Dear Colleague Letter: Graduate Research Diversity Supplement
November 17, 2010
Subject: FY 2011 Graduate Research Diversity Supplements (GRDS) to Current ENG Awards to Broaden Participation
This letter is to call your attention to an opportunity to broaden the participation of underrepresented students in Ph.D. programs in engineering through supplements to current research grants funded by the divisions in the Directorate for Engineering (ENG) at the National Science Foundation.
Introduction: The establishment of Graduate Research Diversity Supplements (GRDS) reflects the continuing effort by ENG to promote increased participation of new Ph.D. students in all fields of engineering research with particular emphasis on individuals from underrepresented minorities in the U.S. The long-term goal of GRDS is to increase the number of persons from underrepresented groups in advanced academic and professional careers. According to the 2008 Survey of Earned Doctorates (SED), among recipients of earned doctorates in engineering in the U.S. in 2007-2008, there were .01% American Indian, 1.4% African American, and 1.7% Hispanic, 21.5% women, and 0.7% persons with disabilities (of U.S. citizens and permanent residents - there were 0.24% American Indian, 3.7% African American, and 4.5% Hispanic). According to the NSF 2006 Survey of Doctorate Recipients (SDR), among teaching faculty in engineering, there are 10.9% women, 4.5% African American, 3.1% Hispanic, 0.8% American Indian/Alaskan Native and 6.3% persons with disabilities. With such exceedingly low levels of faculty from underrepresented groups, ENG recognizes that these underrepresented groups represent a significant untapped technical resource for the nation.
Recognizing the importance and impact of the program, the Directorate for Engineering is continuing GRDS for its Divisions of Electrical, Communications and Cyber Systems (ECCS), Chemical, Bioengineering, Environmental and Transport Systems (CBET), Civil, Mechanical and Manufacturing Innovation (CMMI), Engineering Education and Centers (EEC), and Industrial Innovation and Partnerships (IIP). It is anticipated that GRDS will help in the development of intellectual synergy between faculty and students, provide faculty with the opportunity to involve additional graduate students in on-going research programs, foster a learning and career advancement environment that supports students, and lead to greater retention of students from the underrepresented populations.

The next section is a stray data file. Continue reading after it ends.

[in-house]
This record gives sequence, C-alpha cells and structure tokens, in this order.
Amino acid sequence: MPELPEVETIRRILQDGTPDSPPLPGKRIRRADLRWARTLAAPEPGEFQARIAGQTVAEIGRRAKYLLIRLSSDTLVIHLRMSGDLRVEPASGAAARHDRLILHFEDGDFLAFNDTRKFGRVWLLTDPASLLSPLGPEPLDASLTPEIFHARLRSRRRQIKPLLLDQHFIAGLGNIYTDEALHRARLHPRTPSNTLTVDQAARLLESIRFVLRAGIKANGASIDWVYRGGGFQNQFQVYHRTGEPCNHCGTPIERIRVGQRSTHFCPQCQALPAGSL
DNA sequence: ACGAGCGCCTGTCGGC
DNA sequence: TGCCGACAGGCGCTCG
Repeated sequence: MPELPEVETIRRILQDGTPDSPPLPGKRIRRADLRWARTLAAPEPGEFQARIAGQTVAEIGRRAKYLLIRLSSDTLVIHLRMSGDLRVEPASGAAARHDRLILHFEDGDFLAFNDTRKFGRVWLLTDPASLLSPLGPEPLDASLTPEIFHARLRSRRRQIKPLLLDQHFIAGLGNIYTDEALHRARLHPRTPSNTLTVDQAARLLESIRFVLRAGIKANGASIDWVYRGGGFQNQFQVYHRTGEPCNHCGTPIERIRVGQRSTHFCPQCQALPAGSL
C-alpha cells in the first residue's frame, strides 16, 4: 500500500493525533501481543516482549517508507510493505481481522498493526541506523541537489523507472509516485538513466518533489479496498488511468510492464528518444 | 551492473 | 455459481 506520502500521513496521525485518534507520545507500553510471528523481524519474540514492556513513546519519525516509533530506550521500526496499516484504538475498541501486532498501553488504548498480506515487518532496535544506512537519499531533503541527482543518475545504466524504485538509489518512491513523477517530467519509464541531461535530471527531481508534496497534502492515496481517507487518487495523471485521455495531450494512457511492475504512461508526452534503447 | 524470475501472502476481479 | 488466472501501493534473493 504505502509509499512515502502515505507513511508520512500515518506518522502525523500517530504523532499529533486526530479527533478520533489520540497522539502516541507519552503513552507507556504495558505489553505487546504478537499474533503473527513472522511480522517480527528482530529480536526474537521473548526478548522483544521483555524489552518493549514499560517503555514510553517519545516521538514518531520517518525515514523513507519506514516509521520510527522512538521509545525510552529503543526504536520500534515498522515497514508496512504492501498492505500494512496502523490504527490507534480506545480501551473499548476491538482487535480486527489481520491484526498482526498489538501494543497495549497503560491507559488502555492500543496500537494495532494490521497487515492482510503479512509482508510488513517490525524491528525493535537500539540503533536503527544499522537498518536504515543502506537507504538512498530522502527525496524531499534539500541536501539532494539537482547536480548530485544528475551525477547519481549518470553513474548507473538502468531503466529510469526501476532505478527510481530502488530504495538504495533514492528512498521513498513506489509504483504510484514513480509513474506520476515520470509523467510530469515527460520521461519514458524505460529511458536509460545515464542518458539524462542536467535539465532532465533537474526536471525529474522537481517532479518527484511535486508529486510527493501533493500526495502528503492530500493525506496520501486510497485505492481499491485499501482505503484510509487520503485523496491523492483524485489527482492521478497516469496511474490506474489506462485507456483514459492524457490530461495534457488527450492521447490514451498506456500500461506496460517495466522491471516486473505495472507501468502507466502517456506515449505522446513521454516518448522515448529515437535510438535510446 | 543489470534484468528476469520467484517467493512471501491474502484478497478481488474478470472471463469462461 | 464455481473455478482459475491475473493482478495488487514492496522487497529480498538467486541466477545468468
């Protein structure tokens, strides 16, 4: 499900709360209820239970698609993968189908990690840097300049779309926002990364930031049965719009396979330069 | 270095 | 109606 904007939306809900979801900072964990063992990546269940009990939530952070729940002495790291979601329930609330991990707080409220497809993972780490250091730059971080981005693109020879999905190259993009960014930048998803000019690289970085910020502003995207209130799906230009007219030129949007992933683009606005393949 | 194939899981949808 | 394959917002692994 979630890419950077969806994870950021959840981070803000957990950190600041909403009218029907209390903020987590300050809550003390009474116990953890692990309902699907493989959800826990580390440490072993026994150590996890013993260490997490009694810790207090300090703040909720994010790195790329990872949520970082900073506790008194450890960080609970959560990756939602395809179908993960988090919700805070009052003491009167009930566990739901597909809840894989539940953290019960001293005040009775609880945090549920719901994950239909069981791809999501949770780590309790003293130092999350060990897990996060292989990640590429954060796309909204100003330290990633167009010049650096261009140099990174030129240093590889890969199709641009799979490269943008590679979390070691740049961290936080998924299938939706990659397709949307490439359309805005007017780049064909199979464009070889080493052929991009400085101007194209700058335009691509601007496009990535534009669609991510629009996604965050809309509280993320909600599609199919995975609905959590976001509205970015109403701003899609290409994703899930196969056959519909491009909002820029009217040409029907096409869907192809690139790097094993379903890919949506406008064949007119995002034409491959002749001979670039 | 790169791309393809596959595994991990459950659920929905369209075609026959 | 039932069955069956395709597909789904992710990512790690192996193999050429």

Anticipated Type of Award: Supplements to currently active Directorate for Engineering (ENG) research awards.
- GRDS candidates must be United States citizens, nationals, or permanent residents of the United States.
- The graduate student must be newly enrolled in, or planning to pursue the Ph.D. degree in engineering disciplines. "Newly enrolled student" means that the student started in the spring 2011 semester or will be starting in the fall 2011 semester.
- Only one new Ph.D. student for GRDS may be supported under each research award. The exception is for Engineering Research Centers (ERCs) (or other center-type awards), which are multi-campus and usually multi-state awards. PIs for Center awards can request a GRDS for more than one student associated with more than one PI. The request must be submitted by the PI of the lead university and there is a limitation of two students per award. Each of the students must be located on two different campuses funded by the Center. Sub award budget requests should be included for any students not located on the campus of the lead university.
- Graduate Student Researcher Mentoring Plan. Each GRDS request must include, in the Supplementary Document section, a description of the mentoring activities that will be provided for the proposed candidate. In no more than two pages, the mentoring plan must describe the mentoring that will be provided to the graduate student researcher supported by this supplement, irrespective of whether the student resides at the submitting organization, any subawardee organization, or at any organization participating in a simultaneously submitted collaborative project.